• APA

              Sheaumann Laser, Inc.. (2021, February 11). Near-Infrared (NIR) Laser Diodes for Use in Raman Spectroscopy. AZoOptics. Retrieved on May 14, 2021 from http://www.jtmtirealignment.com/Article.aspx?ArticleID=1896.

            • MLA

              Sheaumann Laser, Inc.. "Near-Infrared (NIR) Laser Diodes for Use in Raman Spectroscopy". AZoOptics. 14 May 2021. <http://www.jtmtirealignment.com/Article.aspx?ArticleID=1896>.

            • Chicago

              Sheaumann Laser, Inc.. "Near-Infrared (NIR) Laser Diodes for Use in Raman Spectroscopy". AZoOptics. http://www.jtmtirealignment.com/Article.aspx?ArticleID=1896. (accessed May 14, 2021).

            • Harvard

              Sheaumann Laser, Inc.. 2021. Near-Infrared (NIR) Laser Diodes for Use in Raman Spectroscopy. AZoOptics, viewed 14 May 2021, http://www.jtmtirealignment.com/Article.aspx?ArticleID=1896.

            Tell Us What You Think

            Do you have a review, update or anything you would like to add to this article?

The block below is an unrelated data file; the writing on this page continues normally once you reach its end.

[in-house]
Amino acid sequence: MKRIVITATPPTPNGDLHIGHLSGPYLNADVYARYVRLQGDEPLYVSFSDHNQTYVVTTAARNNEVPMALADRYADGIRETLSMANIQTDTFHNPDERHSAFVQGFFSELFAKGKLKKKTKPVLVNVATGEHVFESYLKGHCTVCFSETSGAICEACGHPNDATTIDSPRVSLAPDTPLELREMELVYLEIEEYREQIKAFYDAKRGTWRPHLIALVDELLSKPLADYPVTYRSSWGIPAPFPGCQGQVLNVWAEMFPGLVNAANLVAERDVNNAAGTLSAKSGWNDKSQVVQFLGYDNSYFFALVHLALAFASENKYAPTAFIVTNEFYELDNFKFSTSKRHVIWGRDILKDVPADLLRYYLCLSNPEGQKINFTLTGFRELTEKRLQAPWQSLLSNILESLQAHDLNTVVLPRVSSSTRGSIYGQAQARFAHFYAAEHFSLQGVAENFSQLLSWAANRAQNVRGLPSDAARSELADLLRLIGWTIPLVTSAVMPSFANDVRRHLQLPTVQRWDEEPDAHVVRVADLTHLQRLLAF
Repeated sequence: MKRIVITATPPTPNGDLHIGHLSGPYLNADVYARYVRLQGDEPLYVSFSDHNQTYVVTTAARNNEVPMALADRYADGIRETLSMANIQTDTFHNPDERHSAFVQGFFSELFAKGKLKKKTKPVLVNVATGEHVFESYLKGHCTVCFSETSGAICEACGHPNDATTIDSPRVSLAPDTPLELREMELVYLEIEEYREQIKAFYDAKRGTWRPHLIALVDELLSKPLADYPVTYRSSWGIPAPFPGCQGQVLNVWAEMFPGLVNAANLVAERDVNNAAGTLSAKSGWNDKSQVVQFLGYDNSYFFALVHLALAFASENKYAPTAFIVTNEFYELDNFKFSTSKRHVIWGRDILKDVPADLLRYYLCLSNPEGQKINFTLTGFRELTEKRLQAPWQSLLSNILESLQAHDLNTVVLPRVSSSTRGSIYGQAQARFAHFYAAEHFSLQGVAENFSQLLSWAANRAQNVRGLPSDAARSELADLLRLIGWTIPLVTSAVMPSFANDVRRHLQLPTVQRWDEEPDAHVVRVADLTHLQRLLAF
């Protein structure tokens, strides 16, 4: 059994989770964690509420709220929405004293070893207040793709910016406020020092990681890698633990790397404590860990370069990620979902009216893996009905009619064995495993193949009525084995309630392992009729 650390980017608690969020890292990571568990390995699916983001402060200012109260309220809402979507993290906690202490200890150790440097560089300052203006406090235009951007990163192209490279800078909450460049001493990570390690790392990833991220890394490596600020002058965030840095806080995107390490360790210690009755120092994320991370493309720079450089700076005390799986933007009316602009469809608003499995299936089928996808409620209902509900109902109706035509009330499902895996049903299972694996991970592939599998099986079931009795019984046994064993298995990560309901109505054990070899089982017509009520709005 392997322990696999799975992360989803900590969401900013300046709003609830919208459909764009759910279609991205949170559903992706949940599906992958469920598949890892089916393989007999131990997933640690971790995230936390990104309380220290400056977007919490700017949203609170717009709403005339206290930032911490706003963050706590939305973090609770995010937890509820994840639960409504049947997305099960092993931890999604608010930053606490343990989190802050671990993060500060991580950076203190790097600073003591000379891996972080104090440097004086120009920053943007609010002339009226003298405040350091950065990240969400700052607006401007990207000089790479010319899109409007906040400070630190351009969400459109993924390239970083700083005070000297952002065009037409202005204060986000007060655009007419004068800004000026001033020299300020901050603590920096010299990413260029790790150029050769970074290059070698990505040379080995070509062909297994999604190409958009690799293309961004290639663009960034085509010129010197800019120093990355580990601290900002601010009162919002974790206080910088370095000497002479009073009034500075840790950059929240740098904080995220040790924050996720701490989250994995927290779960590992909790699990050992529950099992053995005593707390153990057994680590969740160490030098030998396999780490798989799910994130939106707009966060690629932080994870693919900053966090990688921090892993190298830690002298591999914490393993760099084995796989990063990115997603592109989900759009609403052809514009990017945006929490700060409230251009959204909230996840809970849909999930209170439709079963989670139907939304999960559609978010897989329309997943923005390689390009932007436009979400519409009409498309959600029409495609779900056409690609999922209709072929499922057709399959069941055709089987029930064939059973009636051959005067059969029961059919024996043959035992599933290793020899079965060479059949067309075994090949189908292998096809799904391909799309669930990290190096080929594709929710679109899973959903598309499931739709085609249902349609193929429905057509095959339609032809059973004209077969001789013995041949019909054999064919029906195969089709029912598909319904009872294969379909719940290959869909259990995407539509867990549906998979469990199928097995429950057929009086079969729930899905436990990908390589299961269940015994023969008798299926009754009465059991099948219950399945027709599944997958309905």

Leave your feedback
            Submit
            国产成人亚洲综合APP网站
            <var id="xbbp7"></var>

              <delect id="xbbp7"><rp id="xbbp7"><noframes id="xbbp7"></noframes></rp></delect>
              <delect id="xbbp7"><rp id="xbbp7"><noframes id="xbbp7"></noframes></rp></delect>
              <code id="xbbp7"></code>
              <i id="xbbp7"><option id="xbbp7"><listing id="xbbp7"></listing></option></i>

              <i id="xbbp7"><option id="xbbp7"></option></i>

                  <optgroup id="xbbp7"><del id="xbbp7"></del></optgroup>
                    <font id="xbbp7"><del id="xbbp7"></del></font>

                    <delect id="xbbp7"></delect>

                      <i id="xbbp7"><option id="xbbp7"><listing id="xbbp7"></listing></option></i>